The Village Inside the Nuclear Power Plant

MArch, Year 5, 

Bartlett School of Architecture

Tutors: Jonathan Hill and Elizabeth Dow

In contrast to the controversial but globally accepted solution of burying radioactive waste in deep geological repositories for over 100,000 years, this project proposes the recycling and recovery of nuclear waste, postulating the progress of current experimental decontamination technologies.

The design narrates the future of a decommissioned nuclear power plant and its surrounding village in Mihama, Japan.

Influenced by traditional Japanese performative design processes and the usage of mimicry, the architecture employs nuclear waste and pure geometric forms repeated isomorphically in order to preserve their identity and direct their value. The monumental interior of the nuclear reactor is doubled horizontally in the surrounding village and vice- versa, one becoming a mirror image of the other. This dialectic is further reflected in the construction of a Shinto sanctuary in place of the old reactors, integrating ceremonial and commercial activities such as fishing, rice farming and sake brewing.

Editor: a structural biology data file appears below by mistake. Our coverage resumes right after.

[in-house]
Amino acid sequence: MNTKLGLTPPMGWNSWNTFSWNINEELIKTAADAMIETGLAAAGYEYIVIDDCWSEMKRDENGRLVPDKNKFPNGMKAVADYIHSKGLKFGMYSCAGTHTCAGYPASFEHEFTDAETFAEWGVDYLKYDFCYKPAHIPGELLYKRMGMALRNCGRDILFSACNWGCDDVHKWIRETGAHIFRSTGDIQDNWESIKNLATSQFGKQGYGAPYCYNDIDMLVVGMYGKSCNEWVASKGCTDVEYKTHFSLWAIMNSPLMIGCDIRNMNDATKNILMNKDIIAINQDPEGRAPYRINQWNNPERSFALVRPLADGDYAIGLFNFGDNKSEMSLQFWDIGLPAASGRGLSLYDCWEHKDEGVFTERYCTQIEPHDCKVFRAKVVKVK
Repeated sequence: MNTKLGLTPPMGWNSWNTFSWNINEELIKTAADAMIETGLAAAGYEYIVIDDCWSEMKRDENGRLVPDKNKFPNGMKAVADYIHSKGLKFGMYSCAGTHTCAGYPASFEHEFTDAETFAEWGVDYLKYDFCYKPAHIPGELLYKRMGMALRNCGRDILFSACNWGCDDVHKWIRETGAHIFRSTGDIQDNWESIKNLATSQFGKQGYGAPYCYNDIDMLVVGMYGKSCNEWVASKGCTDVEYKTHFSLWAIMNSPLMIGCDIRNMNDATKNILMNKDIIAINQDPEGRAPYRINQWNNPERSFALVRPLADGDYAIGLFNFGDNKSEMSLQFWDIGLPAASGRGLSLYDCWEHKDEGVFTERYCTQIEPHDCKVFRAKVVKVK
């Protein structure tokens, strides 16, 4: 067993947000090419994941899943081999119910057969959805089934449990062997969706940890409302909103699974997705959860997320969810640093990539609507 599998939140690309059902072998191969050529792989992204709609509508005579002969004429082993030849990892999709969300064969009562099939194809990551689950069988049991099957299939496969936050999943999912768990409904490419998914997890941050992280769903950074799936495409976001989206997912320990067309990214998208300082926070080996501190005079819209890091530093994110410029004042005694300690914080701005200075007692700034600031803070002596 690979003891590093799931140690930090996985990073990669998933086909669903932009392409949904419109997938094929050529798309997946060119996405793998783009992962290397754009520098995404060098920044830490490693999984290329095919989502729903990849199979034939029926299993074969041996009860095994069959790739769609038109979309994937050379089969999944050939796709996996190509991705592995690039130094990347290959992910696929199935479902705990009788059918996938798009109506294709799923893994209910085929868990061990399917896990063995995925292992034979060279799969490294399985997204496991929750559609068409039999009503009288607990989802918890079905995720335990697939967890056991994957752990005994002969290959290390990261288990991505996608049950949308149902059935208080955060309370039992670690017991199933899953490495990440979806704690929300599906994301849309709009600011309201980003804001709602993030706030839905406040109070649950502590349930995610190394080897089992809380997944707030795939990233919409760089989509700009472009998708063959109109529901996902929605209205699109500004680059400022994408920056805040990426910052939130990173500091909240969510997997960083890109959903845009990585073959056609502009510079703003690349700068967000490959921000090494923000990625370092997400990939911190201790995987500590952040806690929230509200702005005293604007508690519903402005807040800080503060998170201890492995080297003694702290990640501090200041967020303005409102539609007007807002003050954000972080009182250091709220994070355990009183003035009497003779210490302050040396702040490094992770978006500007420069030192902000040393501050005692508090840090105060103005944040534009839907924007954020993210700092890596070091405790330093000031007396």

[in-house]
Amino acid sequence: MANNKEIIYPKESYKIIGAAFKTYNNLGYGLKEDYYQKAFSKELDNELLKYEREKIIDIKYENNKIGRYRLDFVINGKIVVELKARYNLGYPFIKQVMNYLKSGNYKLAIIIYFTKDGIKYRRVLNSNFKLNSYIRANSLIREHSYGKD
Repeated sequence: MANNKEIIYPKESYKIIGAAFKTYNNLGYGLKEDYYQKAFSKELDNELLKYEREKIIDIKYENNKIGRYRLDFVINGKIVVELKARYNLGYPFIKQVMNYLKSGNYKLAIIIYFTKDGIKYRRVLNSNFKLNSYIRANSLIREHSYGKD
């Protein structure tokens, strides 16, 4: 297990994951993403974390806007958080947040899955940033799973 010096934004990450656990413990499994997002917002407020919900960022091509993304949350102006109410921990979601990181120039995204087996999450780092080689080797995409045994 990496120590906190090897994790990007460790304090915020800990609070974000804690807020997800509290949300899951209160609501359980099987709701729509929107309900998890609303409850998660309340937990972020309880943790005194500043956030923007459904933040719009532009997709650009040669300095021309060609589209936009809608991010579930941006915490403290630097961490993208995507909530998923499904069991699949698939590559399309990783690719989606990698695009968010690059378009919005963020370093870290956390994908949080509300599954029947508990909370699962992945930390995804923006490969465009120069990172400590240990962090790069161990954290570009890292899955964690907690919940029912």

Ultimately, the architecture aims to present radioactivity as a natural phenomenon that can and should be addressed, attempting to advance a solution for the nuclear waste crisis, the heritage of nuclear power plants and the economy of the villages that depend on them for their power.